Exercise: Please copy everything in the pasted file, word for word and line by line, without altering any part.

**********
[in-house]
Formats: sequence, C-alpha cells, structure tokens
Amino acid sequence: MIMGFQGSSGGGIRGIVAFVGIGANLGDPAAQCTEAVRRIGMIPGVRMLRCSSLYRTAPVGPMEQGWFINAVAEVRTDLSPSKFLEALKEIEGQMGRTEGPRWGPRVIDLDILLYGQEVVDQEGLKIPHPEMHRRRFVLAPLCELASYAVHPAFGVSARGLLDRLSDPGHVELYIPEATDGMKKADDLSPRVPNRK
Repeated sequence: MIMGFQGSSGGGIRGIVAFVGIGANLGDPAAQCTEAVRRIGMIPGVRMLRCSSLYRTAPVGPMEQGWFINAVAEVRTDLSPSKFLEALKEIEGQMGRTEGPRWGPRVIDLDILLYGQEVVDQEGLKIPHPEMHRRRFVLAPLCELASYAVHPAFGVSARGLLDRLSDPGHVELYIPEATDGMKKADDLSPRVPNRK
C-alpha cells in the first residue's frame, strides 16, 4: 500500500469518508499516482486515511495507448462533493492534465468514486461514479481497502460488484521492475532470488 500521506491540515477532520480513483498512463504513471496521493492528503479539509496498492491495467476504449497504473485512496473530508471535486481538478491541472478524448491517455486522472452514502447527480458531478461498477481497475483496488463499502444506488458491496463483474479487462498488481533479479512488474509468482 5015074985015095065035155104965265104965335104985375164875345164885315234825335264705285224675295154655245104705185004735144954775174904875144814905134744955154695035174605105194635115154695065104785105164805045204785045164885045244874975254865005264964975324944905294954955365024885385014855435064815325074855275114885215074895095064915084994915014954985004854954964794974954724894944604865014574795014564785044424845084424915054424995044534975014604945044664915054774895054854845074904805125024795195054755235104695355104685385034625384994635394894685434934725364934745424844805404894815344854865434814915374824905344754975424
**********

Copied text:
[in-house]
Formats: sequence, C-alpha cells, structure tokens
Amino acid sequence: MIMGFQGSSGGGIRGIVAFVGIGANLGDPAAQCTEAVRRIGMIPGVRMLRCSSLYRTAPVGPMEQGWFINAVAEVRTDLSPSKFLEALKEIEGQMGRTEGPRWGPRVIDLDILLYGQEVVDQEGLKIPHPEMHRRRFVLAPLCELASYAVHPAFGVSARGLLDRLSDPGHVELYIPEATDGMKKADDLSPRVPNRK
Repeated sequence: MIMGFQGSSGGGIRGIVAFVGIGANLGDPAAQCTEAVRRIGMIPGVRMLRCSSLYRTAPVGPMEQGWFINAVAEVRTDLSPSKFLEALKEIEGQMGRTEGPRWGPRVIDLDILLYGQEVVDQEGLKIPHPEMHRRRFVLAPLCELASYAVHPAFGVSARGLLDRLSDPGHVELYIPEATDGMKKADDLSPRVPNRK
C-alpha cells in the first residue's frame, strides 16, 4: 500500500469518508499516482486515511495507448462533493492534465468514486461514479481497502460488484521492475532470488 500521506491540515477532520480513483498512463504513471496521493492528503479539509496498492491495467476504449497504473485512496473530508471535486481538478491541472478524448491517455486522472452514502447527480458531478461498477481497475483496488463499502444506488458491496463483474479487462498488481533479479512488474509468482 5015074985015095065035155104965265104965335104985375164875345164885315234825335264705285224675295154655245104705185004735144954775174904875144814905134744955154695035174605105194635115154695065104785105164805045204785045164885045244874975254865005264964975324944905294954955365024885385014855435064815325074855275114885215074895095064915084994915014954985004854954964794974954724894944604865014574795014564785044424845084424915054424995044534975014604945044664915054774895054854845074904805125024795195054755235104695355104685385034625384994635394894685434934725364934745424844805404894815344854865434814915374824905344754975424